Cereal Break: South Lakewood Elementary First-Grader Logan on Missing Ms. Graeve, Desks in the Big Time and Speed Worksheet-ing


Originally published at EducationPost.org

Now that we’re past Labor Day, everybody’s back in school. We all remember the feelings of going back to school. But do you remember what is was like to start school for the first time, in grade 1? (I only remember the mortifying haircut I still haven’t forgiven my mother for.)

Well, this week we’re swapping coffee for cereal to hear from Logan (and a bit from his mom), as he begins first grade at Colorado’s South Lakewood Elementary School.

OK, so this first question is usually about coffee. But I’m guessing you haven’t tried that yet. So what’s your favorite breakfast food and drink to get you ready for school?

Cereal and milk and…raspberries. Sometimes waffles, too. I’m a hungry boy. My favorite cereal is Lucky Charms, but I usually only get that on weekends. I do like Cheerios and bananas before school.

First grade is kind of the big time now. What do you think will be different from kindergarten? Is it better (so far)?

I don’t have the same teacher. I think it will be better, actually…I am not sure because I will really miss Ms. Graeve. She made kindergarten fun. But I think we will learn more in first grade. We have desks now! AND we get to be on the computer EVERY day.

What do you think makes a good teacher?

I don’t know…I guess how much they teach us. But they also have to learn all our names first and what we like. And a good teacher makes sure we know all the rules and how to stay safe.

Amy, What makes a good teacher to you and what’s the most important thing you want from Logan’s school?

A good teacher is patient, positive and passionate. It makes such a difference when a teacher is willing to get to know and challenge each student.

I appreciate the diversity and the “real life” lessons that South Lakewood Elementary provides. (The school won the Jan Harp Domene Diversity and Inclusion Award). I think it’s important for Logan to learn to think for himself, seek solutions to problems and be encouraged to innovate.

How about homework, Logan? Get much of that?

No, not really. Well not yet. We do have to read a book every night. But I like reading, so that’s good. I do my worksheets as fast as I can, so I have time to play outside.

What do you think the right amount of homework is?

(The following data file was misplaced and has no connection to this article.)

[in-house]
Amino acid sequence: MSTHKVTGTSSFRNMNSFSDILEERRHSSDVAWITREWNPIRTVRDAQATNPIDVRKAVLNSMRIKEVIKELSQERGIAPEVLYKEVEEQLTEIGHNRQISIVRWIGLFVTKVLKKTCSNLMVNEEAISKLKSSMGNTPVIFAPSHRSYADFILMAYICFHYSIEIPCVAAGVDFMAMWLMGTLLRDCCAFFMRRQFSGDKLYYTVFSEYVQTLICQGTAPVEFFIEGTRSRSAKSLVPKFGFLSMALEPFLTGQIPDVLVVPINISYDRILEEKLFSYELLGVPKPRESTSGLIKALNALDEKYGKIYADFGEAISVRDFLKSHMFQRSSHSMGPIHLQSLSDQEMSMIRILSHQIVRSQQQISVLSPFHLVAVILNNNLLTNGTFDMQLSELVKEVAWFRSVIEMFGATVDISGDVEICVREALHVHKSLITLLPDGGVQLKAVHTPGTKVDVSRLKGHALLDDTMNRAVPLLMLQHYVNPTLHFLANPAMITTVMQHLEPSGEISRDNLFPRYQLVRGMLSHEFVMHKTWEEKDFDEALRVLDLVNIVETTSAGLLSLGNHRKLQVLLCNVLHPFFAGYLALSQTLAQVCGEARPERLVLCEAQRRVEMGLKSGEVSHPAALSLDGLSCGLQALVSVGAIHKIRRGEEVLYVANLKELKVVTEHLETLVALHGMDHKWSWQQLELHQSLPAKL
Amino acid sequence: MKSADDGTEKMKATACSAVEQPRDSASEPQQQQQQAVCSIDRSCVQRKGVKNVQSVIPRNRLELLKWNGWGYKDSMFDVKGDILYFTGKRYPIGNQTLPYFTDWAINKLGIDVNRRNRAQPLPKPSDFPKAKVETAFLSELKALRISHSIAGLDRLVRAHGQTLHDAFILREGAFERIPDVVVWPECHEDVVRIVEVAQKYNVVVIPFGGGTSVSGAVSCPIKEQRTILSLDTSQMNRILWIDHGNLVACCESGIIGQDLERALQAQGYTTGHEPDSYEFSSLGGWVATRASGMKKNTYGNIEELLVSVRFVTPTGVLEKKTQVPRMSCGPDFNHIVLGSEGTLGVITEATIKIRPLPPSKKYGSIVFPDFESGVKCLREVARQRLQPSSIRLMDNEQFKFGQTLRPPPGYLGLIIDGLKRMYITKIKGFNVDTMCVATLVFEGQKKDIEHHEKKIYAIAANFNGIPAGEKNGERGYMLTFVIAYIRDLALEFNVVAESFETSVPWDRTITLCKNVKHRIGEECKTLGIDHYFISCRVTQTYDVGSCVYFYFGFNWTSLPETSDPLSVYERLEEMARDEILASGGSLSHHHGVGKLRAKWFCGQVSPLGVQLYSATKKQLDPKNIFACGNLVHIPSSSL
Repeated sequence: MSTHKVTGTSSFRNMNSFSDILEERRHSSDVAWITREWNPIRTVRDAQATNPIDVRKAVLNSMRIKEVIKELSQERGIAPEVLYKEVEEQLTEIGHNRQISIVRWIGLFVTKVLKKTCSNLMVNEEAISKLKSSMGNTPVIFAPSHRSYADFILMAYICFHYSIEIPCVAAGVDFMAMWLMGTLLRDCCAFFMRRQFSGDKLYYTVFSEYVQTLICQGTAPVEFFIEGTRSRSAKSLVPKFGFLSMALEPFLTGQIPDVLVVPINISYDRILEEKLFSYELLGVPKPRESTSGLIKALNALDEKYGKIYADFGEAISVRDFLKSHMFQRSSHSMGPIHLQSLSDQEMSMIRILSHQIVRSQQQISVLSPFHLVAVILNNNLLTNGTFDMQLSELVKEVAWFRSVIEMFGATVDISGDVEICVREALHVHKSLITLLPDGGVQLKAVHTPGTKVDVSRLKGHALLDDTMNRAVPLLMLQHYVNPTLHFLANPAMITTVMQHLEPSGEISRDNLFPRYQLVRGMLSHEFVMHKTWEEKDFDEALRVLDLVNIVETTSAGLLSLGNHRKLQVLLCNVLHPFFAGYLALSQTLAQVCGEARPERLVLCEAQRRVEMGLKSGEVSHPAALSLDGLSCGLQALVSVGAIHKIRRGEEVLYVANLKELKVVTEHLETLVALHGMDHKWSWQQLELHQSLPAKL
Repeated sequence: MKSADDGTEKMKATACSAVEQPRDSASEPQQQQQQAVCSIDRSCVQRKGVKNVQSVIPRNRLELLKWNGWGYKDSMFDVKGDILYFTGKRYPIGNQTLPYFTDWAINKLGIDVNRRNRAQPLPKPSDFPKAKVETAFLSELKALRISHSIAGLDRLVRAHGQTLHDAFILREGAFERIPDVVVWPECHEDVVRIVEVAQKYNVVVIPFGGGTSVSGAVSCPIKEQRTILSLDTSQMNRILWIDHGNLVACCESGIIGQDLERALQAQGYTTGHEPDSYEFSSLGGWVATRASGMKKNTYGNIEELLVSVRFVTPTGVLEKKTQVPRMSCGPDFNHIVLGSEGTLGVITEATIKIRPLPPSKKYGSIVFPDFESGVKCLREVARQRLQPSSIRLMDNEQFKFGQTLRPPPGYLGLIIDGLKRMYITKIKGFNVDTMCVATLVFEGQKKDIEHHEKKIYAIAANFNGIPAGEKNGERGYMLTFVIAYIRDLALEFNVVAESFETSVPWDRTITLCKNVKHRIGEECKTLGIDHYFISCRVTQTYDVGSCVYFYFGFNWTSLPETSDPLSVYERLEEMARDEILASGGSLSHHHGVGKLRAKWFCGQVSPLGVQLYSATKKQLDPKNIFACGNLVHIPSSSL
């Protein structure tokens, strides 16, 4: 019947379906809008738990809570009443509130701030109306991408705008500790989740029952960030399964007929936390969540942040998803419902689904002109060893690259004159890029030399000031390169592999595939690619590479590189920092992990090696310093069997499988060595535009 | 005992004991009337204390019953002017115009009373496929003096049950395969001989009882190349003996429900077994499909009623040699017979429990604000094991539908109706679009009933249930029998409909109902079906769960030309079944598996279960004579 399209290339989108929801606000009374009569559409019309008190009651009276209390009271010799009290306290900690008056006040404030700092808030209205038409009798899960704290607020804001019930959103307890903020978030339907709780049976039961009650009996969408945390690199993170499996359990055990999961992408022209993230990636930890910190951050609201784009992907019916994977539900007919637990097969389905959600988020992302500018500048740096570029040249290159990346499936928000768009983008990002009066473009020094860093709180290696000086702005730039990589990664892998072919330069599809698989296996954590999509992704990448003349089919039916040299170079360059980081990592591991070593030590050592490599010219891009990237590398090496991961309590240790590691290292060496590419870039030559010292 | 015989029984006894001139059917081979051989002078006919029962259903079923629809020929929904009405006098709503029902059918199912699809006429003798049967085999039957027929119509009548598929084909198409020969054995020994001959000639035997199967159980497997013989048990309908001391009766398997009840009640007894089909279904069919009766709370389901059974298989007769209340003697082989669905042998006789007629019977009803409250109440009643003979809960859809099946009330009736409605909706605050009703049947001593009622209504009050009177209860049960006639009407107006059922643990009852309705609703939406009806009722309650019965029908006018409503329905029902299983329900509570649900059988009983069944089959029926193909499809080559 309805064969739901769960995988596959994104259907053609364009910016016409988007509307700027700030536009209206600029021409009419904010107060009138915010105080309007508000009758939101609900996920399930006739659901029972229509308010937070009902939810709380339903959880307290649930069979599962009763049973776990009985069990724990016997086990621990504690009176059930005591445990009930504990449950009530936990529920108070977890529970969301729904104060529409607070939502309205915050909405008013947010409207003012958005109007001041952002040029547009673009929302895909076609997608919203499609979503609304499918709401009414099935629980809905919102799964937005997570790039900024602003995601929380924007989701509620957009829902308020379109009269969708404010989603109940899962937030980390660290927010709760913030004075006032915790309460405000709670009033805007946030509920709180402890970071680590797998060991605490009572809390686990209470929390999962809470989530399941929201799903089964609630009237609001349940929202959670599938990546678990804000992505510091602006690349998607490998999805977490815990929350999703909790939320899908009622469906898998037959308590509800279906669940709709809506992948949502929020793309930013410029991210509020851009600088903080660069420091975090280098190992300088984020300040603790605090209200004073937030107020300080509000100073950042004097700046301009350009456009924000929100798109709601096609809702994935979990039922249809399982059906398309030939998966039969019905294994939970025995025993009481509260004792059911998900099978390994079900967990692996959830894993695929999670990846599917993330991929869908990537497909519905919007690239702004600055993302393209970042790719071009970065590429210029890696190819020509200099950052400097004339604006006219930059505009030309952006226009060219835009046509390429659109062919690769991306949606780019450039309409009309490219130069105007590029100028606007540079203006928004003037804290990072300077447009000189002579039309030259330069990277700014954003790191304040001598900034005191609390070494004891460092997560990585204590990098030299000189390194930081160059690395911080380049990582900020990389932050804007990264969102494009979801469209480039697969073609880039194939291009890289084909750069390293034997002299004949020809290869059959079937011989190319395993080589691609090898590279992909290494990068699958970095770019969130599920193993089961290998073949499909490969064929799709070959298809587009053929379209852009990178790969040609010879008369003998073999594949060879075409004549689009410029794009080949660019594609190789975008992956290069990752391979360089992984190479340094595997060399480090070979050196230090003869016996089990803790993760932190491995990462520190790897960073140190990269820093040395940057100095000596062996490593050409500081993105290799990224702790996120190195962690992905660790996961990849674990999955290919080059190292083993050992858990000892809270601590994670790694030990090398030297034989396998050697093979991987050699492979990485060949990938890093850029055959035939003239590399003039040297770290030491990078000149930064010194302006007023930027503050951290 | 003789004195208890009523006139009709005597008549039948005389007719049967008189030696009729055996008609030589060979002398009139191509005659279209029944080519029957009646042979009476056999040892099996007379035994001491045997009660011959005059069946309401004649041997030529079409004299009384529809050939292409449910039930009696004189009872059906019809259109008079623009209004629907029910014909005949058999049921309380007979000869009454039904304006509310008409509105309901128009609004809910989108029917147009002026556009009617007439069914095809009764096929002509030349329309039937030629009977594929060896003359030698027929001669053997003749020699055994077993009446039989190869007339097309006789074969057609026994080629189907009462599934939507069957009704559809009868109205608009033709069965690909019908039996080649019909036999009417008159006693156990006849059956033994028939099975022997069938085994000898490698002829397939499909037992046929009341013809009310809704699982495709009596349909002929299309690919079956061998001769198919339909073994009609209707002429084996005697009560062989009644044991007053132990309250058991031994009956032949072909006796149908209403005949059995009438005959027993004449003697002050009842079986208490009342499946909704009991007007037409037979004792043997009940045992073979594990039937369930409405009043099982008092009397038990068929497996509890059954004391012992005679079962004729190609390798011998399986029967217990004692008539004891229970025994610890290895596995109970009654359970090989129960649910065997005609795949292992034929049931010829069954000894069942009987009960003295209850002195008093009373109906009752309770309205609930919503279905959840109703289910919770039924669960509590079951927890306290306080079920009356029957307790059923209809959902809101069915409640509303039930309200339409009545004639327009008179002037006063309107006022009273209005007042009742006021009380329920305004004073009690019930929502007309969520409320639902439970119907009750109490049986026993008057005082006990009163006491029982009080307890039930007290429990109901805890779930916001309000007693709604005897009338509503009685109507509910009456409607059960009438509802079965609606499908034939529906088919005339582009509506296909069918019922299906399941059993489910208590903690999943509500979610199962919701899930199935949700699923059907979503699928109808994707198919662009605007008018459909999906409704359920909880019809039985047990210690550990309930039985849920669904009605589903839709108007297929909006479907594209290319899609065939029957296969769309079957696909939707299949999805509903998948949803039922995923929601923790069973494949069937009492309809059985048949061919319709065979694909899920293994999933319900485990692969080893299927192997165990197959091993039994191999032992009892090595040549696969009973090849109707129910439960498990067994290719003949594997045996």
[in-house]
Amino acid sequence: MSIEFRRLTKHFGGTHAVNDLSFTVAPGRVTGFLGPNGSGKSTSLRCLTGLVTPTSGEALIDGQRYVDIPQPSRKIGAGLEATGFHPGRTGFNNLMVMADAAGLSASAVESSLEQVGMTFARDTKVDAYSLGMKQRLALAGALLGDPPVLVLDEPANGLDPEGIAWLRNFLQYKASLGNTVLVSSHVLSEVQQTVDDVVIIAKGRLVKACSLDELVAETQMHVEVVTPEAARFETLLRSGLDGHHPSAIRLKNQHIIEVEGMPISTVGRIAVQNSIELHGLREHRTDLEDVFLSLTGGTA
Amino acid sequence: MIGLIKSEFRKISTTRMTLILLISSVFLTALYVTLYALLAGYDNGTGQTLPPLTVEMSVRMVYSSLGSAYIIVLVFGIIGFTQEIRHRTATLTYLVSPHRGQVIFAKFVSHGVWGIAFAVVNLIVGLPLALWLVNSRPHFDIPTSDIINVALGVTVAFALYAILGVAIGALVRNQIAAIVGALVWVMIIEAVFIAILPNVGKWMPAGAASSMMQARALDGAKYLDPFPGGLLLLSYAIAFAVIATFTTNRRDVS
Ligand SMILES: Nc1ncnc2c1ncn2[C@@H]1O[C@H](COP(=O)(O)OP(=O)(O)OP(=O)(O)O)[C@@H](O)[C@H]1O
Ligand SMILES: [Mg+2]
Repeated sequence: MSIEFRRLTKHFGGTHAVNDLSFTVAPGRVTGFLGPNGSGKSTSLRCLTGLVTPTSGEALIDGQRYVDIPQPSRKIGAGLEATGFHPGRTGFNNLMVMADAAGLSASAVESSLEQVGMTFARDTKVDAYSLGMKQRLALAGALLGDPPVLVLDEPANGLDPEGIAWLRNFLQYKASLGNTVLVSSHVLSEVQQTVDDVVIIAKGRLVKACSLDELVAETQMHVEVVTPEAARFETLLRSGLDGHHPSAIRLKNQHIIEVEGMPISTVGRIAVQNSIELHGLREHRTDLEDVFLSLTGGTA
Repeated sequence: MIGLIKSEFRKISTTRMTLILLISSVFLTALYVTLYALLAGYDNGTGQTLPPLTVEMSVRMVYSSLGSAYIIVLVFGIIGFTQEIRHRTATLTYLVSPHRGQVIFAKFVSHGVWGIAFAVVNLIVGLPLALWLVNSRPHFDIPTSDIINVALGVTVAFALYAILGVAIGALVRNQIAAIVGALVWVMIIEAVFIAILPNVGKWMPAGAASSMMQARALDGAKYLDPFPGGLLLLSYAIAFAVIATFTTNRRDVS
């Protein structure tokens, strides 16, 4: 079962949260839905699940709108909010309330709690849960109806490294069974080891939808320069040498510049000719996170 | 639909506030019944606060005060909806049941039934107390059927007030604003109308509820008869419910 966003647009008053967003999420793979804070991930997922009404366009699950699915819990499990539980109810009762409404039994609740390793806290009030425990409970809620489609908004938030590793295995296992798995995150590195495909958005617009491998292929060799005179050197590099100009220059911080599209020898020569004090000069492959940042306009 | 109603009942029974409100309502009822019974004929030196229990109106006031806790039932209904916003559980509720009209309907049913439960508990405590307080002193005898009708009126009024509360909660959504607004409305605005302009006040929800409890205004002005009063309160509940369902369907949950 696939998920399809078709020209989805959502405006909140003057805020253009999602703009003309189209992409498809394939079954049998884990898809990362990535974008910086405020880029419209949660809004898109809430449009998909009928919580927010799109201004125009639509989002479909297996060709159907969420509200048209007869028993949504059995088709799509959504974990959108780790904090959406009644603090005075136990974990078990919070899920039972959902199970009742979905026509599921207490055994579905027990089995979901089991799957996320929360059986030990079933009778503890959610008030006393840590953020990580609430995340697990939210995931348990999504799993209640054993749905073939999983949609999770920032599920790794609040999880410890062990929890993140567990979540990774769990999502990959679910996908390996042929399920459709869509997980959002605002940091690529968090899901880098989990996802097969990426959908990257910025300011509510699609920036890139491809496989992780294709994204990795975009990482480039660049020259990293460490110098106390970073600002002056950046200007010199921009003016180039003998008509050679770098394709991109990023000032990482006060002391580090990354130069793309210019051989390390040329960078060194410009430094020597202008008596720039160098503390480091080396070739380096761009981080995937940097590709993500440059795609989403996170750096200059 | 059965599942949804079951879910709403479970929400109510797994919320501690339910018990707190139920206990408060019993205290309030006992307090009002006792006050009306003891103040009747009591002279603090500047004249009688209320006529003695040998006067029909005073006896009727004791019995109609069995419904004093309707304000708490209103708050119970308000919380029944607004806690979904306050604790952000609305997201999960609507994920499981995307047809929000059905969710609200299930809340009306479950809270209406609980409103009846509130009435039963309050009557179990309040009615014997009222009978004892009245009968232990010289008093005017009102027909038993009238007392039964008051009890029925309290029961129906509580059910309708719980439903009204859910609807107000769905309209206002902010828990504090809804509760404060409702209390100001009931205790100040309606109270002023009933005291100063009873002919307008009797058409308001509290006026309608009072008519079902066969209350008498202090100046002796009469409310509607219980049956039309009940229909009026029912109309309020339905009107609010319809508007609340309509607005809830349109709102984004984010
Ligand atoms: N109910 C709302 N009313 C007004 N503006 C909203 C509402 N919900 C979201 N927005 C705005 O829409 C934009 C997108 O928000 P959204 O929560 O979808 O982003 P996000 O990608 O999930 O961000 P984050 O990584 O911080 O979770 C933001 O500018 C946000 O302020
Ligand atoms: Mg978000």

One page…well, actually five pages because that’s about as much as I can do. One of the kids in my class says his brother has to do homework for 10 hours!

What’s your favorite thing to do when you’re not in school?

Go swimming or play video games. We all like to play Minecraft, but I like playing Madden, too. I’m sad because the outside swimming pool closes when school starts, but I do want to go to the Apex Center soon.

Coffee Break: Oakland Supt. Antwan Wilson on Anticipating Tuesdays, Poverty Fueling Drive, and Putting Power in Students’ Hands

Supt_La EscuelitaOriginally published at EducationPost.org

On July 1, 2014, Antwan Wilson became the superintendent of Oakland Unified School District—a district that was in state receivership from 2003-2010 and has been plagued, like so many urban districts, by leadership churn. He brought with him a stellar track record of professional success and a deep, personal passion to “fuel a strong drive to succeed” in the students he serves.

You’re a notorious early-riser. Is coffee part of the morning routine? Tea?

I wake up at 3 a.m., but it usually does not include a coffee habit. Most mornings you’ll find me at the gym, in meditation and prayer, and preparing for my day.

What part of the work gets you the most fired up each morning?

I am very passionate about the work that I feel fortunate to do everyday because it has a direct impact on preparing all students—no matter their background—to become productive world citizens. I look forward to Tuesdays because I spend all of my day interacting with students in schools and really getting a sense of the climate and culture. Time spent listening to and learning from students is what fires me up and fuels me to ensure they have what they need to reach their full potential.

I also get fired up about putting in systems that makes pursuing college and career a reality for all children.

Talk about how your background and education shape your vision for public education, especially around choice and equity.

My background provides my drive. Growing up where moving to a new school every year was a reality helps you understand the importance of education. Living in poverty and experiencing most of the worst things that come from that during the ’70s and then the ’80s impacted my desire to make a difference. Knowing what it means to literally have to fight regularly for respect, moving to a city where you’re the clear minority, and racism looking you right in the face daily fueled my passion for social justice.

My mother being a single parent for large parts of my life and literally breaking her back to provide and struggle to raise three children (I’m the oldest, with the most responsibility) helped me get a greater understanding of the struggle so many women live through daily. Knowing I could never fully relate to it did influence my interest studying women’s studies and ethnic studies.

I also learned that the equalizer is a great education: providing parents and students options to go to schools that will help each child realize their potential, creating places where the adults see it as their personal mission to educate children regardless of where the child comes from; also appreciating the gifts each student brings.